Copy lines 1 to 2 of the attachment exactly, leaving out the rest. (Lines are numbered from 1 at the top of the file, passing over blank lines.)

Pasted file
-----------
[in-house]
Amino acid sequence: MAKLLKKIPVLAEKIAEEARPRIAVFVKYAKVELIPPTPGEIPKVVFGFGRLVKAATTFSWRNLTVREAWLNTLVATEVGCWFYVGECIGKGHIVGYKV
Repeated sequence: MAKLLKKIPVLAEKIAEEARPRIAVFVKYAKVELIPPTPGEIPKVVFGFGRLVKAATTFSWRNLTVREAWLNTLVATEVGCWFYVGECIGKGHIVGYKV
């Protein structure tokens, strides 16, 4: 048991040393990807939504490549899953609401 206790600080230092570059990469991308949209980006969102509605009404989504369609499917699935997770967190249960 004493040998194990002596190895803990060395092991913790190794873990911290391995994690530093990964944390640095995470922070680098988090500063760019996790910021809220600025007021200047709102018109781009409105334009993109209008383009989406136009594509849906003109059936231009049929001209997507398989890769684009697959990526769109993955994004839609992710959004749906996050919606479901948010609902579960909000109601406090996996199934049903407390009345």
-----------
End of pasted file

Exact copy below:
[in-house]
Amino acid sequence: MAKLLKKIPVLAEKIAEEARPRIAVFVKYAKVELIPPTPGEIPKVVFGFGRLVKAATTFSWRNLTVREAWLNTLVATEVGCWFYVGECIGKGHIVGYKV